Residents mobilize to oppose water authority

Residents mobilize to oppose water authority

SCITUATE – Town residents are working together to oppose two bills that would authorize the creation of a tax-exempt regional water board.

Dozens of residents showed up to a Corporations Committee hearing at the Statehouse on May 2 with Rep. Robert Quattrocchi, of District 41 serving Scituate and Cranston, by their side.

At the hearing, Rep. Slater, Providence Mayor Jorge Elorza, and attorney Jack Partridge spoke in favor of the legislation.

Advocates for the bill argued that its passage was necessary to alleviate the burden placed on the Providence Water Supply Board.

“Providence has been subsidizing the water rates for 60 percent of the state and it’s unfair,” Elorza said.

Opponents suggested the bill was a vehicle to provide Providence with additional funding.

“I’d like to call this what it is and that’s a bailout of Providence,” said Quattrocchi.

Scituate Town Council member Scott Amaral said he’s proud of how the town has come together to oppose the legislation.

“We’ve progressed forward really well,” Amaral said. “It was independents, Republicans, Democrats, all working together.”

The councilman added that the town plans to mobilize to oppose a Senate version of the bill as well.

The House bill, “an act relating to waters and navigation – The Rhode Island Cooperative Water Authority,” was introduced to the General Assembly by Rep. Scott Slater in April and has been held for further study. A companion bill has been presented to the Rhode Island Senate Judiciary, sponsored by Sen. Maryellen Goodwin.

Both bills would create a cooperative water authority to coordinate the management of water supply systems throughout the state. The authority would have the ability to purchase, sell, or lease any property of a water supply system.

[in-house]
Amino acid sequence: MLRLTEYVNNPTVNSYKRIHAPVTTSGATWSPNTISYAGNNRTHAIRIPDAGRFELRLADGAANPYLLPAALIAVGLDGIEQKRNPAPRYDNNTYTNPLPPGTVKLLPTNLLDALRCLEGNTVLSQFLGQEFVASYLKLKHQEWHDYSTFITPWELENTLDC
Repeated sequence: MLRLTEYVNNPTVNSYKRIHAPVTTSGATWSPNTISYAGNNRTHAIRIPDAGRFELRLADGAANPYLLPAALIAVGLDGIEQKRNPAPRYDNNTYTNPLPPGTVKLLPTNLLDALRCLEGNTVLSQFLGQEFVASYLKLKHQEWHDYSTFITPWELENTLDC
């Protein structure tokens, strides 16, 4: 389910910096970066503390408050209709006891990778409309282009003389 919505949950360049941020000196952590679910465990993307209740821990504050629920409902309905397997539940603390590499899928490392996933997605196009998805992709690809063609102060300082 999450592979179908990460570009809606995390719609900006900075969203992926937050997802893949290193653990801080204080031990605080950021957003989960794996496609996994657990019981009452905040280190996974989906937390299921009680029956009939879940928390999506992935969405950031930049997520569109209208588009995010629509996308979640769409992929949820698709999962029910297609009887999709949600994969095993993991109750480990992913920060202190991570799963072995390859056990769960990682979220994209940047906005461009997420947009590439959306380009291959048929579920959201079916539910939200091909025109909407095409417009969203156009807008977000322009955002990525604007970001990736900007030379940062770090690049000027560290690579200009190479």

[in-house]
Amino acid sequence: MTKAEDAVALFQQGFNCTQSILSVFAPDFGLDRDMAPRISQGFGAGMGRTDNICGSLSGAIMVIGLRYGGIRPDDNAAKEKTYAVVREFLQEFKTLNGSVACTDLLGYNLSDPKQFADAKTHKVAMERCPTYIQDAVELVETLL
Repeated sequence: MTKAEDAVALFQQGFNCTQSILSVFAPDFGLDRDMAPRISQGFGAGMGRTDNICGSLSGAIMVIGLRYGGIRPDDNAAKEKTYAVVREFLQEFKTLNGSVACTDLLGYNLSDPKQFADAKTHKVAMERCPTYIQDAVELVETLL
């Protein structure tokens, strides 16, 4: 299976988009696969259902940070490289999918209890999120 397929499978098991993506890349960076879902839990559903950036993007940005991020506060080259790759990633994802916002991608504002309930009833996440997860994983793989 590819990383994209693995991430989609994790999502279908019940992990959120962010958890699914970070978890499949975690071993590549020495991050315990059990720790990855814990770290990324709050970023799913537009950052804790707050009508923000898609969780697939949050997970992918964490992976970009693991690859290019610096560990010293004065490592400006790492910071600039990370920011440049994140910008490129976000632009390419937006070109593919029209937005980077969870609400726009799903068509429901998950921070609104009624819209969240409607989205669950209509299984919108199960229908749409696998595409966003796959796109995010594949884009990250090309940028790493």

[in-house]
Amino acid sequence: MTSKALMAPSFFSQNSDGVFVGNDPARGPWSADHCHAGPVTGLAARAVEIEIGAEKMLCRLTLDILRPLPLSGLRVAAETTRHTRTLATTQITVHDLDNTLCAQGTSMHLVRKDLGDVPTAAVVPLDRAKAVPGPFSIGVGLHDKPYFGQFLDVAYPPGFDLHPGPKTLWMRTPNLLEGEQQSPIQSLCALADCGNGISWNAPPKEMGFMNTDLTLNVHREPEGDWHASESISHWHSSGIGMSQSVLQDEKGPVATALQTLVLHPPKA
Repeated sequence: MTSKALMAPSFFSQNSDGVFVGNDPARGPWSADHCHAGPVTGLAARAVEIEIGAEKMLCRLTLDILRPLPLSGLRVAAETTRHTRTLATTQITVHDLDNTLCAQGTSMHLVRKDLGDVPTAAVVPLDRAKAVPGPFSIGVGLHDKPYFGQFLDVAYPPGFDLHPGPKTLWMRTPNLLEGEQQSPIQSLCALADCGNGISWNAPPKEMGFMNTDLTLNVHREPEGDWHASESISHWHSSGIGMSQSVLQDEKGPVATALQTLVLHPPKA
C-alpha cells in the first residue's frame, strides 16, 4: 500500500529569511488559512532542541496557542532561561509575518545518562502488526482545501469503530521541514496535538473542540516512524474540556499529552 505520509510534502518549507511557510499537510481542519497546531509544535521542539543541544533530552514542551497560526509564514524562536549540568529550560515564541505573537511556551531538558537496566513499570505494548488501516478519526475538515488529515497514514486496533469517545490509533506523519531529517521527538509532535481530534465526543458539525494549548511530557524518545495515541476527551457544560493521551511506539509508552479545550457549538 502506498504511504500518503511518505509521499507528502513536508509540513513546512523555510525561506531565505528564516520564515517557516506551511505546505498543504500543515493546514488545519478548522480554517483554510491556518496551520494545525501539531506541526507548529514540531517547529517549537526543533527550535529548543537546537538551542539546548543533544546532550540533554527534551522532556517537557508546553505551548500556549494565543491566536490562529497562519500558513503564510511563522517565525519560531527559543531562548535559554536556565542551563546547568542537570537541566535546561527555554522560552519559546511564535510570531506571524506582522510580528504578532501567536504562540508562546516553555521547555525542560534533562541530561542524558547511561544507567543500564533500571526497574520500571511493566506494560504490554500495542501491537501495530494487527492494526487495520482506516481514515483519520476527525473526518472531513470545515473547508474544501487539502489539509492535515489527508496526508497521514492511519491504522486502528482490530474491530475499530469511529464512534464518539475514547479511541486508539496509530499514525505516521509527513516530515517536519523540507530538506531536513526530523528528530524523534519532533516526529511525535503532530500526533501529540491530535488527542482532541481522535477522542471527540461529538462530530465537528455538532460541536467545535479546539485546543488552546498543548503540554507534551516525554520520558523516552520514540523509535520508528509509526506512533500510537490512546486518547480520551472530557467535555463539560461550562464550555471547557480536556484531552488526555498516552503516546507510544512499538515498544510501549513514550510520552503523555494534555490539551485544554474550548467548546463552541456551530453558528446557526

The legislation does not permit the authority to sell any water system to a private corporate entity.

The bills also create a cooperative water authority board made up of residents appointed by the mayors of Providence, Cranston, Johnston, and North Providence.

Scituate, however, is not mentioned in the proposed legislation or given a seat on the cooperative water supply authority board.

The Scituate Reservoir is the largest fresh water body in Rhode Island and its water serves approximately 60 percent of the state’s residents.

Before attending the May 2 public hearing at the Statehouse, Scituate held a special Town Council meeting on April 24 to pass a resolution that would state the town’s opposition to the bill.

The resolution appointed Town Council President John Mahoney and Vice President Michael Payette to act on behalf of the Town Council to oppose passage of the bill.

Also prior to the May 2 hearing, Rep. Quattrocchi created an online petition opposing the bill, which gathered more than 900 signatures.

He has created a second petition opposing the companion Senate bill, which had fewer than 100 signatures at press time.